Rogersville is home to two Trappist monasteries, one for monks and one for nuns, both belonging to the larger Cistercian family. In the late 19th century, anti-clerical legislation forced religious congregations to leave France. At that time, Fr. Marcel-François Richard, the founding pastor of Rogersville, sought to bring farming monks to his parish to encourage settlers to stay rather than seek opportunities across the United States border. He connected with Dom Emile Lorne, Superior of the Abbey of Bonnecombe in France, who was searching for a refuge for his community due to threats of expulsion. Fr. Richard made a request and promised to provide land for the foundation.
On November 1, 1902, a small group of monks settled in a cabin in Rogersville and began the Office of the Day’s Feast, All Saints. Since then, the monks of Our Lady of Calvary have continued their daily celebration of God’s praise.
In 1912, a shrine dedicated to Our Lady of the Assumption, built by Msgr. Richard on church grounds, was inaugurated.
Cistercian monasteries primarily focus on prayer, dedicating their lifestyle to the pursuit of God and union with Him through continuous prayer. Amid a world filled with distractions, these monasteries aim to be oases of truth.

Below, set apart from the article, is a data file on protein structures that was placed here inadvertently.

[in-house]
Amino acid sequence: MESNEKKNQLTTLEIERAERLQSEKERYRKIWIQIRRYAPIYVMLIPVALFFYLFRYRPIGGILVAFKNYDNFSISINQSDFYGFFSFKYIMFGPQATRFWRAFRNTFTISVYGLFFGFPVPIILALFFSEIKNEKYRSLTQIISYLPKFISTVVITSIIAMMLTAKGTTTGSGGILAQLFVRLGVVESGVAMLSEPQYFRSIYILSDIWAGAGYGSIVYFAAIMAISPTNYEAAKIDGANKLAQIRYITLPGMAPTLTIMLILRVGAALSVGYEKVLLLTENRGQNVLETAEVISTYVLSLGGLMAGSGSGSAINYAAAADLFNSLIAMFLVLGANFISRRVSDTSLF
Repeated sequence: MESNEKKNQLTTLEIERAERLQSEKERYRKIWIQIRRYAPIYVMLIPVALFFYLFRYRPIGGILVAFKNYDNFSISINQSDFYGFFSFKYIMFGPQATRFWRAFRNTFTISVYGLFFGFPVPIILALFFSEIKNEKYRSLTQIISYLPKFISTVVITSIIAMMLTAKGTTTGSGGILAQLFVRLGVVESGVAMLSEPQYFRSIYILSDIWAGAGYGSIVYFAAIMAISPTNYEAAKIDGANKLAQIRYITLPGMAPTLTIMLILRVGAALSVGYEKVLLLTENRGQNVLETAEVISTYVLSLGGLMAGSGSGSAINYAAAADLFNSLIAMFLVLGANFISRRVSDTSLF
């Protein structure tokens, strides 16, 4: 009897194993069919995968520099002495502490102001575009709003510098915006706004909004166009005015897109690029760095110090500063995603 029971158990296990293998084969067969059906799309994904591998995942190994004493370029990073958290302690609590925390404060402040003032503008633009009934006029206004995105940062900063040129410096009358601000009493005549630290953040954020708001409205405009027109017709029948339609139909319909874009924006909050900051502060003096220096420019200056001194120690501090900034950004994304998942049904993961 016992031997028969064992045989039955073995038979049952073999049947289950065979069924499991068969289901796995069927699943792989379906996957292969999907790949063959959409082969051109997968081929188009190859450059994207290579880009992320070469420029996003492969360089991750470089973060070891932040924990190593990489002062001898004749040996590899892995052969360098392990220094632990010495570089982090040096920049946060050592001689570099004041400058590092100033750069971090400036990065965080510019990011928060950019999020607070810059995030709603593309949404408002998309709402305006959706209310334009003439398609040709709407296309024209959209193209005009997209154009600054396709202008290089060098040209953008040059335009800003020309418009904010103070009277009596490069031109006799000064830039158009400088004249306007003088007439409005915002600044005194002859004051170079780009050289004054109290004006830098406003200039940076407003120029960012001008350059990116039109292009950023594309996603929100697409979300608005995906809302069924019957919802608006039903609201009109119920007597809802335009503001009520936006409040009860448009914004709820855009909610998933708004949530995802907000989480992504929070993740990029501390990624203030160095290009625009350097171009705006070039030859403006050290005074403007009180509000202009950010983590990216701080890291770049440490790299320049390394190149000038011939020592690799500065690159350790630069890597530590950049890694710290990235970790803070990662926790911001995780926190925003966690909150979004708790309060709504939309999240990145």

The monks follow the Rule of Saint Benedict, a guide written in the sixth century that has shaped generations of spiritual seekers across continents and historical circumstances.
Cistercian monasteries often provide accommodations for short-term guests, as the Rule of Saint Benedict encourages sharing the riches of monastic life with those seeking God in solitude and silence. Every Cistercian monastery typically features a guesthouse.
Our Lady of Calvary has a guesthouse that can accommodate 12 guests, including up to four women and two married couples. They can also host one handicapped person, provided they are independent or accompanied by a carer.
Guests are encouraged to participate in the monks’ prayer life, attending the Liturgy of the Hours and Mass in the monastery chapel. They can also use the community chapel for private prayer, as well as a chapel in the guesthouse.
For retreat and guesthouse reservations, contact the monastery by email at email@example.com or firstname.lastname@example.org, or by phone at (506) 775-2331 extension 0.
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